The Siege of Sarajevo, decades on - in pictures
The city still bears the scars of the conflict
In February 1984, Sarajevo – then part of Yugoslavia – hosted the Winter Olympics. Few could have predicted that less than a decade later, the city would endure an almost four-year siege that would cost thousands of lives and leave much of Bosnia’s capital in ruins.
A beautiful Balkan city surrounded by hills, Sarajevo – already infamous for the 1914 assassination of Archduke Ferdinand – found itself encircled and besieged by Yugoslav then Bosnian Serb forces after Bosnia declared independence in a March 1992 referendum.
Shelling and sniper attacks took their toll on the city’s defenders and civilian population. A 1994 UN report found that at least 40 per cent of children in Sarajevo had been shot at by snipers, more than half had seen someone being killed and almost 90 per cent were forced to live in underground shelters.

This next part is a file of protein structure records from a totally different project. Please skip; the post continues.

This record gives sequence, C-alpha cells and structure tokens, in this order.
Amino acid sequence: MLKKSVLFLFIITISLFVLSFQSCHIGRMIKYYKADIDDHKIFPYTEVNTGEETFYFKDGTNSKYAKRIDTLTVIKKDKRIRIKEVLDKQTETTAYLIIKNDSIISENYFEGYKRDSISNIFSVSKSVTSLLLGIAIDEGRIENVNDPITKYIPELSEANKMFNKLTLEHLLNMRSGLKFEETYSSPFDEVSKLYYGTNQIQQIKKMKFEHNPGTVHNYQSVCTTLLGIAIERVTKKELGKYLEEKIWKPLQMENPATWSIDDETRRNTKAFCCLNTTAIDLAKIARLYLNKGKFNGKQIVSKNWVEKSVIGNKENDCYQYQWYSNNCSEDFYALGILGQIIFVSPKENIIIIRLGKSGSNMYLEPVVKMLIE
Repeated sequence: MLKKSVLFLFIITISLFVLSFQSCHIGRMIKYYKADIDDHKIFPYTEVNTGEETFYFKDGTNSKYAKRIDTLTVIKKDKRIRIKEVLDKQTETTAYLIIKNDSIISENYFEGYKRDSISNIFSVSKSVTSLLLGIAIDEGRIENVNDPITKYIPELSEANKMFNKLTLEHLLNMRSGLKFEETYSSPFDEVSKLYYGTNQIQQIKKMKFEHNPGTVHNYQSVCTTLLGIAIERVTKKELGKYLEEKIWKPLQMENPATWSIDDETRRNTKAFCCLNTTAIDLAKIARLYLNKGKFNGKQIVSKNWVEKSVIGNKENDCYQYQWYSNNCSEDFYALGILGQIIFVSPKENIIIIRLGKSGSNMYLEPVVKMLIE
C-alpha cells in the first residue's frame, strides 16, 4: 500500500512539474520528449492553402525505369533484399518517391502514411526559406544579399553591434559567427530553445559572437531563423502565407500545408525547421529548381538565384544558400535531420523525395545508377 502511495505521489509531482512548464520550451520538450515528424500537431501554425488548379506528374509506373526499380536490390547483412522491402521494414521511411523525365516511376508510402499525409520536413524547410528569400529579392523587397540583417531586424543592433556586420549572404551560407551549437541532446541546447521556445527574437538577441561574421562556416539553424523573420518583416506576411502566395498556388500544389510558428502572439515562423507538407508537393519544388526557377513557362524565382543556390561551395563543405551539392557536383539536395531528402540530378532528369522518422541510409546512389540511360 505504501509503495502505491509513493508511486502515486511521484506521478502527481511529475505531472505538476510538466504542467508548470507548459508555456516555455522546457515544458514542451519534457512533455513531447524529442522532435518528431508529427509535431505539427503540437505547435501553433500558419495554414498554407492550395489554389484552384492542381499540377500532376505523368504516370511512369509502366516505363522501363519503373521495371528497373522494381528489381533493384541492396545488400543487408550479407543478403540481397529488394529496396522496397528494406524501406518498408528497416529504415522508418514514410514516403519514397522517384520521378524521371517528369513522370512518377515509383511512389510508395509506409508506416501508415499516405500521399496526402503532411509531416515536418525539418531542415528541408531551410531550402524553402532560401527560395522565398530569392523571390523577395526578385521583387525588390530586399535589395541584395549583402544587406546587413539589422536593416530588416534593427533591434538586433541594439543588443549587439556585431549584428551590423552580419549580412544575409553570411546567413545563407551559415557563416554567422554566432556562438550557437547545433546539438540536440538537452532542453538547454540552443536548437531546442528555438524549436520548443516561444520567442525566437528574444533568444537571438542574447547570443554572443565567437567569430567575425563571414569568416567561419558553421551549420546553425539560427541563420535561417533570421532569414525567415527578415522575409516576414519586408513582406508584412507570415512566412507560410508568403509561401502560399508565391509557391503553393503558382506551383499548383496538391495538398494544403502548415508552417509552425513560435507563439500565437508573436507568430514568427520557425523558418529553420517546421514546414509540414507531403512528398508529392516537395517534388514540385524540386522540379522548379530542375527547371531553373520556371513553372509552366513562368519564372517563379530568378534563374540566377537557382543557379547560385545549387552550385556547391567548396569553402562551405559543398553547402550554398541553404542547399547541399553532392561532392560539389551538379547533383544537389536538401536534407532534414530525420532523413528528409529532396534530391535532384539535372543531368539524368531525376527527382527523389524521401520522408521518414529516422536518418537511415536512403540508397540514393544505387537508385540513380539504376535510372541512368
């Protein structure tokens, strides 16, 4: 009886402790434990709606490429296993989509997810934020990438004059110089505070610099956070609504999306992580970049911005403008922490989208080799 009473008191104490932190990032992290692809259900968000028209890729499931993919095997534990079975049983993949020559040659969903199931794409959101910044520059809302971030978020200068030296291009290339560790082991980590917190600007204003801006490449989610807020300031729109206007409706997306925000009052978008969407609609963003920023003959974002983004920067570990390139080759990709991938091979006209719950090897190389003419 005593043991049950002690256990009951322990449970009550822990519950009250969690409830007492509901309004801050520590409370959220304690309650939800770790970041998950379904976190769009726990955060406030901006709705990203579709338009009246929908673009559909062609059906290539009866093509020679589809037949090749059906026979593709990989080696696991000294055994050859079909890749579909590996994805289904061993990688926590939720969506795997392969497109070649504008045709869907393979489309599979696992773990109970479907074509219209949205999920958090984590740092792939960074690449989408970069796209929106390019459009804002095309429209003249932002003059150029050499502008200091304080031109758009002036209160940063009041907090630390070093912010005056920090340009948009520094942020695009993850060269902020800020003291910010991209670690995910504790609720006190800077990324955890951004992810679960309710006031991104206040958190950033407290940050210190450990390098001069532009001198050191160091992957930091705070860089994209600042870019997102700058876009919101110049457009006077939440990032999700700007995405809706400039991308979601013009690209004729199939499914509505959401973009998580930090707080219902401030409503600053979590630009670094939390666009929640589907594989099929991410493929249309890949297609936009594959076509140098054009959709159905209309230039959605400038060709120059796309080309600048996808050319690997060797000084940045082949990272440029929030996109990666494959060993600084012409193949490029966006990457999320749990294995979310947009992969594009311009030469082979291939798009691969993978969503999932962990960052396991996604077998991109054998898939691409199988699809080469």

Bosnia’s government reported that suicide rates in the city soared during the siege and parks, sports grounds and open spaces had to be turned into makeshift graveyards.
In an attempt to smuggle food, water, aid and weapons into the city, Bosnia’s army dug a tunnel to link up with government-held territory near Sarajevo’s airport. Tunnel D-B was also used to get civilians out of the city. Its entrance is now a museum and remains a draw for visitors to the city.
The siege was lifted on February 29, 1996, a few months after the Dayton Agreement which put an end to the Bosnian War. Sarajevo still bears the scars of the conflict, with shrapnel marks clearly visible on buildings across the city.
Updated: March 3, 2019 03:58 PM